Women with prior pregnancies affected by hemolytic disease of the fetus or newborn should be managed by centers with experience managing severe alloimmunization in pregnancy. Maternal titers may not be predictive of clinical sequelae in these cases.
2. Diagnosis and differential diagnosis
Establishing the diagnosis
Red cell alloimmunization is detected during blood type screening in routine antepartum care. The indirect Coombs test can determine the maternal IgG response, reported as a titer (equivalent to dilution). Usually a critical value of 1:32 is considered a titer of clinical significance for anti-D antibody and most others (the critical value is 1:8 for anti-Kell antibodies.)
Paternal blood sampling should be performed to determine genotype. In cases of heterozygous paternal genotypes, cell-free fetal DNA testing can be used to determine fetal RhD genotype, and is available outside the USA for CcE and Kell (K1) antigens. Amniocentesis can be used to determine fetal antigen status for most clinically relevant antigens. Cell-free fetal DNA for fetal RhD genotyping may be used in the future to determine which patients should receive RhIG antepartum.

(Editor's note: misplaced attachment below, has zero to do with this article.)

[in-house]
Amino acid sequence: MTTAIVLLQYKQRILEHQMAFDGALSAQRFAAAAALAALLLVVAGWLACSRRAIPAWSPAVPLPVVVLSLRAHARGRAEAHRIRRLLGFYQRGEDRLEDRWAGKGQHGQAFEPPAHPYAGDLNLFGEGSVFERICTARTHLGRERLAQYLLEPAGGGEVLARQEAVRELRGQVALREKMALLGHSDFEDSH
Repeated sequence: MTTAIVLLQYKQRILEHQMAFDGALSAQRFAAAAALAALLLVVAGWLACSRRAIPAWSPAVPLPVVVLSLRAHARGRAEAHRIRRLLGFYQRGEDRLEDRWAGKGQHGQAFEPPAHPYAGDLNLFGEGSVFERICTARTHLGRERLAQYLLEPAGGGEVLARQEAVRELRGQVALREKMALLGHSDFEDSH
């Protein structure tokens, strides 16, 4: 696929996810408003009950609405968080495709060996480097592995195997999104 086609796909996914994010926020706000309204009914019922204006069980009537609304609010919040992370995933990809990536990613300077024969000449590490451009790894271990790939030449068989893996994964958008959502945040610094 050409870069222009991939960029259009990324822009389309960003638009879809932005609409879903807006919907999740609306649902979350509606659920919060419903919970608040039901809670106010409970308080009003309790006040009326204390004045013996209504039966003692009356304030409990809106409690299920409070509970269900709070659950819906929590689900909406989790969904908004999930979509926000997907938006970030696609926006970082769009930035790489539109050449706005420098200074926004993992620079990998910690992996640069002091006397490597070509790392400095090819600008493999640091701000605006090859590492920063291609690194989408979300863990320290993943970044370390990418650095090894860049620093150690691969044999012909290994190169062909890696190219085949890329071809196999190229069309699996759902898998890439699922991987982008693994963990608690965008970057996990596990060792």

Rh D typing does not detect all genetic variants such as "weak D" (previously known as "Du"). These patients have altered D protein or reduced expression RhD antigens, and will be reported as RhD negative. Some patients who have donated blood will have had additional Coombs testing performed and be aware of this RhD variant status, and may have been reported as RhD positive in those cases. These patients should still receive RhIG in pregnancy.
Anti-RhC, -RhE, and -Rhe may add to the hemolytic effect of anti-D, but are rarely clinically significant when occurring in isolation. In patients with equal anti-D and anti-C titers, anti-RhG may be present, and blood bank specialists should be consulted. Anti-k rarely is associated with need for intrauterine transfusion, but in those cases presents similarly to anti-K1 and should be treated similarly with a lower critical titer of 1:8. Other antibodies (anti-M, anti-N, anti-Duffy [FY a, b, and c], anti-Kidd [JKa and Jkb]) are associated only with mild hemolytic disease of the fetus and newborn.
Other commonly encountered antibodies, Lewis and I antibodies are cold agglutinins that do not cause erythroblastosis fetalis because they are predominantly of the IgM type, which do not cross the placenta.
Once RhIG is employed, the anti-D antibody screen may remain positive for up to 6 months. A positive anti-D after this time is likely the result of sensitization.
Antepartum – All pregnant women should have antibody screening upon beginning prenatal care. In RhD negative women without evidence of alloimmunization, 300 micrograms of Rhesus immune globulin (RhIG) should be administered at 28 weeks gestation. RhIG should be protective against sensitization for 12 weeks. Repeating the antibody screen at this time is recommended, although sensitization during the pregnancy is rare (0.18%). Some clinicians recommend repeat RhIG dosing at 40 weeks if the patient has not delivered.